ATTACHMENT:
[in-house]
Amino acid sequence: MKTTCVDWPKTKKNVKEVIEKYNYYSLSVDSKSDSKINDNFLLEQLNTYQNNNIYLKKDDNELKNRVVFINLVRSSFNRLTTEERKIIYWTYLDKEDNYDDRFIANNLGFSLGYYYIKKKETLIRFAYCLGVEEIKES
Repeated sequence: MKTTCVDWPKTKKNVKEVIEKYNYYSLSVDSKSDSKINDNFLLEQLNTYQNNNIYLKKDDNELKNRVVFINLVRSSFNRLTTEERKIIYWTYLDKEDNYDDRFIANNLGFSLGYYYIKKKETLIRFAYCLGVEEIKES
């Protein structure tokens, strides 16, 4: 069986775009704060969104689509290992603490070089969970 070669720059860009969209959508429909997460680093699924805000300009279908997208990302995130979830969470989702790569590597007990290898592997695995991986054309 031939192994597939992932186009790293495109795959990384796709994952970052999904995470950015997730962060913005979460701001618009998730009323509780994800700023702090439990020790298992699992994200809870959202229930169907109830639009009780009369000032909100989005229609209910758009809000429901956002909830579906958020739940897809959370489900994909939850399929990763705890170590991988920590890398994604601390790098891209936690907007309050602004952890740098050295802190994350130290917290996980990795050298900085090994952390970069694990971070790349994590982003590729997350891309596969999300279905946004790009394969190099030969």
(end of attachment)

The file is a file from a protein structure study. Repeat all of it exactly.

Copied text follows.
[in-house]
Amino acid sequence: MKTTCVDWPKTKKNVKEVIEKYNYYSLSVDSKSDSKINDNFLLEQLNTYQNNNIYLKKDDNELKNRVVFINLVRSSFNRLTTEERKIIYWTYLDKEDNYDDRFIANNLGFSLGYYYIKKKETLIRFAYCLGVEEIKES
Repeated sequence: MKTTCVDWPKTKKNVKEVIEKYNYYSLSVDSKSDSKINDNFLLEQLNTYQNNNIYLKKDDNELKNRVVFINLVRSSFNRLTTEERKIIYWTYLDKEDNYDDRFIANNLGFSLGYYYIKKKETLIRFAYCLGVEEIKES
């Protein structure tokens, strides 16, 4: 069986775009704060969104689509290992603490070089969970 070669720059860009969209959508429909997460680093699924805000300009279908997208990302995130979830969470989702790569590597007990290898592997695995991986054309 031939192994597939992932186009790293495109795959990384796709994952970052999904995470950015997730962060913005979460701001618009998730009323509780994800700023702090439990020790298992699992994200809870959202229930169907109830639009009780009369000032909100989005229609209910758009809000429901956002909830579906958020739940897809959370489900994909939850399929990763705890170590991988920590890398994604601390790098891209936690907007309050602004952890740098050295802190994350130290917290996980990795050298900085090994952390970069694990971070790349994590982003590729997350891309596969999300279905946004790009394969190099030969």